even though its provisions were no longer on the statute book. This is an argument which must be said very fast to make it sound good. We have no basis for saying that the omission in the 1957 revision was inadvertent. Even if it was, what the legislature said is what makes the rule and not what it might have said had its attention been directed to the omitted paragraph. Judge Kirkpatrick put the point concisely in the unreported case of Shoultz v. Revolvator Co. D.C., 186 F.Supp. 62, an opinion filed February 5, 159: 'When the legislature dropped the statutory definition from the 1957 Act, the only intent which can logically be imputed to it was to return to the long established definition.' See also Lolli v. Mack Truck, Inc., D.C.E.D.Pa., 1958, 170 F.Supp. 671.
It is perfectly clear from the undisputed facts of this case that what the defendant corporation did in Pennsylvania came far short of the requirements of the 'solicitation plus' rule. Its principal place of business is in New York City. It has no resident employee in Pennsylvania. It does business from the New York office by telephone, letter or sending a representative to the customer. It has made no sales contracts in Pennsylvania, owns no land and leases no office space in Pennsylvania. It has no records, bank accounts, funds or telephone listings here. In other words, all the elements of 'doing business' under the 'solicitation plus' rule are lacking.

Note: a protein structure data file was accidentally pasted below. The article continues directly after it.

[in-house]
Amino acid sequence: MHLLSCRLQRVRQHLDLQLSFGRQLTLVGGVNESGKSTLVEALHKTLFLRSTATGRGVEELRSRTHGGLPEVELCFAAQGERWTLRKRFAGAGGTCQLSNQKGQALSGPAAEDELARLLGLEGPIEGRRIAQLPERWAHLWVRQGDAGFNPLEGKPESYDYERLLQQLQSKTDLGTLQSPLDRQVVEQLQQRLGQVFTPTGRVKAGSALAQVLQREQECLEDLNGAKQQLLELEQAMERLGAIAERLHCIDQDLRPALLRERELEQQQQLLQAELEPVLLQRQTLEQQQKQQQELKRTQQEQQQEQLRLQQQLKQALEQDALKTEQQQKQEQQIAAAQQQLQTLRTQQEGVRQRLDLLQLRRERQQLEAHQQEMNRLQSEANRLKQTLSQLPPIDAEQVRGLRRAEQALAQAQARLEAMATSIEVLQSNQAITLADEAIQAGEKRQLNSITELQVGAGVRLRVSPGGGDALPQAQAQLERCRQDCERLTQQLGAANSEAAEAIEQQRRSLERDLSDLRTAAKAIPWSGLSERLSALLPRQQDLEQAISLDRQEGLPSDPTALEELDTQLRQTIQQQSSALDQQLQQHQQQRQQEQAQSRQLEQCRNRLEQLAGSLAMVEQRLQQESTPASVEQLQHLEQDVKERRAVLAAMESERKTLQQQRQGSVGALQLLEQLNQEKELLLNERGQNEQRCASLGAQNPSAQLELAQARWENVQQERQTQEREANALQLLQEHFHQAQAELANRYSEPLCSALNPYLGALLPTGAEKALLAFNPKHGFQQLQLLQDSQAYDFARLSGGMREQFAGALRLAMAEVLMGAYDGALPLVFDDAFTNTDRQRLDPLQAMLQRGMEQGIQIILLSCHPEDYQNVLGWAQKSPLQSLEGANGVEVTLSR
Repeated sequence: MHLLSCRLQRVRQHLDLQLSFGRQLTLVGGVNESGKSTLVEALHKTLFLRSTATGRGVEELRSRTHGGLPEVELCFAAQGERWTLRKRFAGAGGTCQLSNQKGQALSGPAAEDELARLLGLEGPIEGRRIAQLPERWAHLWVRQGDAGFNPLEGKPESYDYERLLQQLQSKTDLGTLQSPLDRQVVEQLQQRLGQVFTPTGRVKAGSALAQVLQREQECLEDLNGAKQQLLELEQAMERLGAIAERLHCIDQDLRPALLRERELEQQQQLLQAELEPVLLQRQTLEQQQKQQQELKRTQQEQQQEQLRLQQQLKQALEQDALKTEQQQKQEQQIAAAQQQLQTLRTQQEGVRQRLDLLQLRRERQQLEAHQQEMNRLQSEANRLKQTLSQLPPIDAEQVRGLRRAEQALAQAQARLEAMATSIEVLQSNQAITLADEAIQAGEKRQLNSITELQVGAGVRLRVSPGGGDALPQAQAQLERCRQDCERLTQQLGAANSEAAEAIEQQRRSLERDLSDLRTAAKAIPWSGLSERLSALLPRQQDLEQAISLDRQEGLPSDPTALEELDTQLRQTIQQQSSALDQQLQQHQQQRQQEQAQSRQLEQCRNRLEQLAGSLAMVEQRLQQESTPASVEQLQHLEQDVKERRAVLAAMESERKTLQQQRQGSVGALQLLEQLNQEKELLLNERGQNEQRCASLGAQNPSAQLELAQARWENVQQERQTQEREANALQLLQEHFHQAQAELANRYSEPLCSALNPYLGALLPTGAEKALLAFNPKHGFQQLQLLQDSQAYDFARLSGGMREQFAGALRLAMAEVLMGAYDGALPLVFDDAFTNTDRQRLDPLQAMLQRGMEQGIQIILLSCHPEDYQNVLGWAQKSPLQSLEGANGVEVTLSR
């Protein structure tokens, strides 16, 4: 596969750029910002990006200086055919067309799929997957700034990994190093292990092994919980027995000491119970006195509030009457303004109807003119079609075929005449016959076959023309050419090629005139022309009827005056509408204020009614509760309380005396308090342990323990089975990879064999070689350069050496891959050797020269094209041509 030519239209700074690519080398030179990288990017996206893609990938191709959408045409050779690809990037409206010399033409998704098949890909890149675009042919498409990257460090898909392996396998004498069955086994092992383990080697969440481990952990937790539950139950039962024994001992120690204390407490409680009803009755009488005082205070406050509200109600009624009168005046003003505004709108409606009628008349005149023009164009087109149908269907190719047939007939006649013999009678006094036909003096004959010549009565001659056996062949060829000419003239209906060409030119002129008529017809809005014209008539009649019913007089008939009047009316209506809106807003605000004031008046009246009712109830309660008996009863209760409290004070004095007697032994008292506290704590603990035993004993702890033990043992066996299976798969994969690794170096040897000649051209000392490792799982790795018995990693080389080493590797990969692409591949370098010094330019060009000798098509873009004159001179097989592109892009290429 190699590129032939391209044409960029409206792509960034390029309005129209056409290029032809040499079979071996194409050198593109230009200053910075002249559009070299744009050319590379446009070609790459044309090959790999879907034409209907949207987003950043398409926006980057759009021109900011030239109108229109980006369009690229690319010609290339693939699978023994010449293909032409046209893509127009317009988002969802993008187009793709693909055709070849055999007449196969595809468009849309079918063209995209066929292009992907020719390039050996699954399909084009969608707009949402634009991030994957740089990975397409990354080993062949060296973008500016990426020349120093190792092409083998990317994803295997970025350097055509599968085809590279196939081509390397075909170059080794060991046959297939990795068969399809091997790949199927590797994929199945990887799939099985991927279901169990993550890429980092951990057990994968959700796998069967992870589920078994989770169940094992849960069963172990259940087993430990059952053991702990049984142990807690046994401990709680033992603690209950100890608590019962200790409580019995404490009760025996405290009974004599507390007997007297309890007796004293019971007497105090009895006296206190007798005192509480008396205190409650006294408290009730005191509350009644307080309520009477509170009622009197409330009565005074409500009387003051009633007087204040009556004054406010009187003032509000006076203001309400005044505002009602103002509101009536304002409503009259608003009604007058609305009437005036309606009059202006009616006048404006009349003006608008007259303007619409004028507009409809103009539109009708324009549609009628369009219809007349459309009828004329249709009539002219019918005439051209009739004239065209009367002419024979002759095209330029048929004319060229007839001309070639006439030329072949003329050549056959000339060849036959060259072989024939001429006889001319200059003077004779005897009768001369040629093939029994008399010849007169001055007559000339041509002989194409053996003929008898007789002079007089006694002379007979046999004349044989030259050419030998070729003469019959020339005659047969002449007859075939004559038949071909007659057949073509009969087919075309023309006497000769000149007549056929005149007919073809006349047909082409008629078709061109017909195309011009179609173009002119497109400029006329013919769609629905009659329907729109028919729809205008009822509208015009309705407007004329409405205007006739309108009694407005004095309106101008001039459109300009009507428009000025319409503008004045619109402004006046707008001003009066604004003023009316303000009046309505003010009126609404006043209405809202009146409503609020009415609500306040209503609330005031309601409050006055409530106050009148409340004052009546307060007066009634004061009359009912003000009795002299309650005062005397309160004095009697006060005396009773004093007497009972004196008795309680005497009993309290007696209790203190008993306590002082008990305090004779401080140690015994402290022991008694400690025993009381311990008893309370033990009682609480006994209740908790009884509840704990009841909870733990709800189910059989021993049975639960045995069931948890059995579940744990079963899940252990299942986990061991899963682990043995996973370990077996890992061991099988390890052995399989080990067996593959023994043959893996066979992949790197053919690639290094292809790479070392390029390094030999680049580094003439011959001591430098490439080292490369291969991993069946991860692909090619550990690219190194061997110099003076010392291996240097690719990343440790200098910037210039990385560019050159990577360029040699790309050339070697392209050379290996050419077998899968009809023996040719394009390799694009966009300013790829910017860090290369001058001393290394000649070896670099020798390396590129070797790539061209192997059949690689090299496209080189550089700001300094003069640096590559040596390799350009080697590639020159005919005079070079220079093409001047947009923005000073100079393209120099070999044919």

There is one more string to the plaintiff's bow. On November 10, 1959, the Pennsylvania rule was again changed in effect restoring the 1951 provision which had been stricken out in 1957.
It is to be noted that this legislation comes after the accident (July 1, 1957) and the filing of the complaint in this case (June 26, 1959), after service of process (July 1, 1959), and even after the motion to dismiss had been made (August 5, 1959) but not argued (April 11, 1960).
It is true that perhaps this shows a change of legislative policy in Pennsylvania. But the plaintiff's rights are settled as of the time of his accident and his rights in procedural matters such as jurisdiction over the defendant are settled by the law in force at the time his action was begun. Florio v. Powder-Power Tool Co., 3 Cir., 1957, 248 F.2d 367. Furthermore, two provisions of the Pennsylvania Statutory Construction Act state very clearly the rule applicable here:
'No law shall be construed to be retroactive unless clearly and manifestly so intended by the Legislature.' Pa.Stat.Ann., tit. 46, § 556.
'Whenever a section or part of a law is amended * * * the new provisions shall be construed as effective only from the date when the amendment became effective.' Pa.Stat.Ann., tit. 46, § 573.
The Florio case is in point. And see also Swavely v. Vandegrift, 1958, 19 Pa.Dist. & Co. R.2d 153, 163, affirmed per curiam 1959, 397 Pa. 281, 154 A.2d 779, 785 and Hughes v. Gilberton Coal Co., 1958, 18 Pa.Dist. & Co. R.2d 329, 331-332.
The clear conclusion from all this is that the action must be dismissed. Therefore, it becomes unnecessary to consider questions of quashing service or additional service. The point is that the defendant was not at the time the action began subject to the jurisdiction of the courts of Pennsylvania.